I am overall very happy nowadays- I have my own little family and my best man a girl could ask for. However, I still struggle with my bipolar mania and depression from time to time.

You might be asking yourself “why is Steph being so open about this? Why should I care?”

Because FUCK A STIGMA. Mental illness affects a lot more people than you’d think and those more people are scared to tell their own stories out of fear of being judged. But I’m not- my name is Stephanie Staup and I was so ill I couldn’t eat scrambled eggs at age 24. If you’re not afraid of being judged, comment a hardship you’ve overcome in your life and how you did it. I’d like some encouraging inspiration after spilling my guts.

And I never listen to Drake, but the song ‘Started from the bottom now we’re here’ has been on repeat while I’ve been writing this. Might sound a little clichè but fuck it.

One of the reasons why I enjoy drawing portraits so much is the pseudo social bond you develop with the subject. Its all about portraying their deepest and most intimate personality traits trough their facial features, shapes, and shadows.

Self portrait, 2012.

When I was learning how to draw portraiture, I used to have arguments all the time in my head with each feature, it’s proportion, it’s irregular shape. An out-of-practiced hand made pictures that were close but no cigar, which was frustrating for an overachiever like myself back then.

Close but no cigar portrait of mine, 2009.

I had a breakthrough with the “Steven Todd Wyrick Experience, 2010.” Where I drew my AP English teachers half body length portrait, and it looked very accurate. I used graphite and hella eraser, but he was flattered except “Excuse me Miss Staup, but I’ve been losing more weight than what you’ve drawn , I look too fay-at”. His accent was the most educated southern language you’d ever hear.

The Steven Todd Experience, 2010.

My favorite people to draw have been those boys (and girls) I’ve been in love with. I’m free to obsess over the faintest angle of their Cupid’s bow, or the sparkle I beset in their eye when I make it gazing into mine. That’s why I have so many portraits of Ricky- I love creating his look and I love looking at the man.

Raisin and Daddy-man Progress, 2020.

Now when I draw there are no arguments- just using a trained eye and the pencil as a straight line to measure. Most the time, I come out very satisfied with the portrayal of a person, and the secrets I hold with it. If I won’t tell, hopefully the portrait subject will keep it’s big mouth shut too, jeezus.

The War

I was on my blue and green huffy 20 speed, on my way home from my friends house- it was already so late, 4 in the morning, when the sun barely kisses the brink of the horizon while the night still sparkles stars over the Ohio sky.

For some reason, I decided not to go home, but to swerve into the curvy parking lot of Aldersgate church, except the building wasn’t a church at all. Not one bit.

As I entered the double doors, I saw flashes of dark blue and gray on the walls and down the hallways. The smell of antiseptic, fresh padded socks, and soy burgers cooking in the cafeteria.

This was a mental hospital, and an awful one, at that.

I snuck around the halls, until I found a room with a hopeless Brenda sitting on a couch and wheel of fortune playing in the background. I decided to sit and chat with her, like I was just a volunteer there, raising her spirits a bit.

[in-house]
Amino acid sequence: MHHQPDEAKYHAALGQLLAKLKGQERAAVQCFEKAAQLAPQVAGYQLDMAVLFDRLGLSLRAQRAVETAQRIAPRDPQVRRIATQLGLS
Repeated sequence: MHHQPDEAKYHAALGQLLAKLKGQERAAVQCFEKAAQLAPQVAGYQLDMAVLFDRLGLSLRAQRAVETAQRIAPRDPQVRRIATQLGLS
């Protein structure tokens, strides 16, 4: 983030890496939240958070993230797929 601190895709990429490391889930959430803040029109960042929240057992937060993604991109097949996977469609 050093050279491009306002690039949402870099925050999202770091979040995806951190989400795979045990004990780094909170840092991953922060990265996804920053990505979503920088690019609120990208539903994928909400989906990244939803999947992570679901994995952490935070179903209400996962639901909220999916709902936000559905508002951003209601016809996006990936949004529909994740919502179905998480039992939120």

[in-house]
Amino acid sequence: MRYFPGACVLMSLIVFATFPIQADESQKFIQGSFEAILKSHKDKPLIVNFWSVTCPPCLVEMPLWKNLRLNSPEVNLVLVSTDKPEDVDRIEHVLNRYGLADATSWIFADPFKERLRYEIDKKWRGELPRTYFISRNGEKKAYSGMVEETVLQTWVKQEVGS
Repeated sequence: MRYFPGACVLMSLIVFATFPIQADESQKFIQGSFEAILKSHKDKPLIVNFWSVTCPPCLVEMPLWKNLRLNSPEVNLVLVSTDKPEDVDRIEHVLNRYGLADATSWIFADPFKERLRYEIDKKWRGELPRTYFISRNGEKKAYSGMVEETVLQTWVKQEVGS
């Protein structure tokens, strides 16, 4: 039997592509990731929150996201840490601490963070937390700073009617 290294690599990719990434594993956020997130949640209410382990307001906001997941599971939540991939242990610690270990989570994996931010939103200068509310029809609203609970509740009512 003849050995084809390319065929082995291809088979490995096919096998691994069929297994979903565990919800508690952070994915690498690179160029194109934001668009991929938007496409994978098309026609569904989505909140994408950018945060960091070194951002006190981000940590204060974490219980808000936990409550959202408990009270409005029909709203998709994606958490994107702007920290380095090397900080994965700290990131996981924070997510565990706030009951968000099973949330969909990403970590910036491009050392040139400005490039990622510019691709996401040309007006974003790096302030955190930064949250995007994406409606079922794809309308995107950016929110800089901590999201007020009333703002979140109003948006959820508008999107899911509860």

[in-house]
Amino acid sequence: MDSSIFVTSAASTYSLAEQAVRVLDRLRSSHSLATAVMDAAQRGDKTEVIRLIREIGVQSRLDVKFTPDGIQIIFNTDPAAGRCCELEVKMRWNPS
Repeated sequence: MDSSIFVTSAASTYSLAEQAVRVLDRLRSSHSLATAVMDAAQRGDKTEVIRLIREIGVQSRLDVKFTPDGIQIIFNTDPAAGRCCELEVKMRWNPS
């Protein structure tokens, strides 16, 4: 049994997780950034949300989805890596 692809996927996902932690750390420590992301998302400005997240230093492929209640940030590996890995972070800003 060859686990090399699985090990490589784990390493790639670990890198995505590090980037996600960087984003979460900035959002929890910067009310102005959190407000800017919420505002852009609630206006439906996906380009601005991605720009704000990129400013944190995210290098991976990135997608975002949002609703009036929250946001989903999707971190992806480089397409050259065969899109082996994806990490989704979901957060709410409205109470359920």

After a while, a large, bald man came through the door and started yelling, herding the psyche patients like cattle. He held up a hitting hand to Brendas wheelchaired body as a threat for not moving quick enough, which set off an alarm in my head.

“Hey, who did you think you are, you son of a bitch!” I immediately grabbed the man’s wrist with my left fist and threw a punch to his face with my right, but his flesh was slippery and bouncy, like rubber. It didn’t faze him at all.

There was consequence to the bout of courage I displayed- the next thing I knew an alarm started going off, and I was surrounded by hospital personnel, holding me down and injecting a needle of god knows what into my hip. Soon after, everything got dark.

A few hours after, I woke up on the floor in scrubs and padded socks in front of the entrance, but the door was locked. Now I was part of the war- I was a psyche ward patient again.

I looked around and gasped at another familiar face: my Waffle House boss Chaney was standing there on the phone. He is a famous actor, always busy making movies, talking to people. He could be my ticket out.

“Chaney, man, hey,” I waved while walking over, trying to get his attention. “Chaney, can you help me get out of here?

Okay, so I was interrupting his phone call, but I didn’t care at this point. He saw me, but started walking away as if he didn’t and I panicked.

My one ticket out. I followed and continued to call after him. “Hey, Chaney, you have to get me out of here!” He kept a steady pace down the dark blue and gray hallways, and I followed as I passed doorways, lockers, couches. My heart was steady flitting, as if my one chance was getting away while his pace hurried down the polished tiles. He moved faster and faster. His voice on the phone reverberated down the halls and taunted my ears while they beat with my hurried heartbeat of the chase.

Chaney turned the corner and went into the men’s bathroom, to which I didn’t give a damn and followed in as well. And as the anxiety built up about being part of the war, having to relive the abuse, going through strange sensations of foreign psyche meds, I cornered him all the way into the bathroom stall.

“Ok, I’ll send you that script. See ya” Chaney flipped his phone shut. “Okay Steph, let’s get you out of here”

And then I woke up.